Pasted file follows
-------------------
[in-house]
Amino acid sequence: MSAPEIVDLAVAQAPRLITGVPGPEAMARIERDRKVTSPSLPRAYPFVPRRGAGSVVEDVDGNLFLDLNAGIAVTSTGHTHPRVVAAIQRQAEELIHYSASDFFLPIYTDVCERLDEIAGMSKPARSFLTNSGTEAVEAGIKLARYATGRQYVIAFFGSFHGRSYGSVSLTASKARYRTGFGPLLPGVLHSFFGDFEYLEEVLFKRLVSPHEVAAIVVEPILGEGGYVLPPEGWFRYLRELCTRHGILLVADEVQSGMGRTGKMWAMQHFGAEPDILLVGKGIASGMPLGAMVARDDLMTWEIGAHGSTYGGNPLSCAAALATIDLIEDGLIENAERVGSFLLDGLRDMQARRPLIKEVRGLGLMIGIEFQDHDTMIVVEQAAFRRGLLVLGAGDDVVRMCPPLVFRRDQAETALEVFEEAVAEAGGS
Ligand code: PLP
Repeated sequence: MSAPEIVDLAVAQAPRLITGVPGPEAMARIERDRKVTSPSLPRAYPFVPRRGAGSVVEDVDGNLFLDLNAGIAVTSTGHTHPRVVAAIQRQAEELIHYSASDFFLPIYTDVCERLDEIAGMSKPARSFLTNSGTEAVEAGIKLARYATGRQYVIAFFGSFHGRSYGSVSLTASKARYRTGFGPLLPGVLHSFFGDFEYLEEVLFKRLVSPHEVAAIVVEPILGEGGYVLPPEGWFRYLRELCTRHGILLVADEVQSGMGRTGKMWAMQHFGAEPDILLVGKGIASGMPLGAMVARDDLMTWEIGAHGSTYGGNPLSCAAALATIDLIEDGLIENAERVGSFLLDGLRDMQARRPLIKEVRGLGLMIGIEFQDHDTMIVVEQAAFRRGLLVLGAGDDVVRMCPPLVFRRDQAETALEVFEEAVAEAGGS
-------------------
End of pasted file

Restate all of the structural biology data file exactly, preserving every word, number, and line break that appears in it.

[in-house]
Amino acid sequence: MSAPEIVDLAVAQAPRLITGVPGPEAMARIERDRKVTSPSLPRAYPFVPRRGAGSVVEDVDGNLFLDLNAGIAVTSTGHTHPRVVAAIQRQAEELIHYSASDFFLPIYTDVCERLDEIAGMSKPARSFLTNSGTEAVEAGIKLARYATGRQYVIAFFGSFHGRSYGSVSLTASKARYRTGFGPLLPGVLHSFFGDFEYLEEVLFKRLVSPHEVAAIVVEPILGEGGYVLPPEGWFRYLRELCTRHGILLVADEVQSGMGRTGKMWAMQHFGAEPDILLVGKGIASGMPLGAMVARDDLMTWEIGAHGSTYGGNPLSCAAALATIDLIEDGLIENAERVGSFLLDGLRDMQARRPLIKEVRGLGLMIGIEFQDHDTMIVVEQAAFRRGLLVLGAGDDVVRMCPPLVFRRDQAETALEVFEEAVAEAGGS
Ligand code: PLP
Repeated sequence: MSAPEIVDLAVAQAPRLITGVPGPEAMARIERDRKVTSPSLPRAYPFVPRRGAGSVVEDVDGNLFLDLNAGIAVTSTGHTHPRVVAAIQRQAEELIHYSASDFFLPIYTDVCERLDEIAGMSKPARSFLTNSGTEAVEAGIKLARYATGRQYVIAFFGSFHGRSYGSVSLTASKARYRTGFGPLLPGVLHSFFGDFEYLEEVLFKRLVSPHEVAAIVVEPILGEGGYVLPPEGWFRYLRELCTRHGILLVADEVQSGMGRTGKMWAMQHFGAEPDILLVGKGIASGMPLGAMVARDDLMTWEIGAHGSTYGGNPLSCAAALATIDLIEDGLIENAERVGSFLLDGLRDMQARRPLIKEVRGLGLMIGIEFQDHDTMIVVEQAAFRRGLLVLGAGDDVVRMCPPLVFRRDQAETALEVFEEAVAEAGGS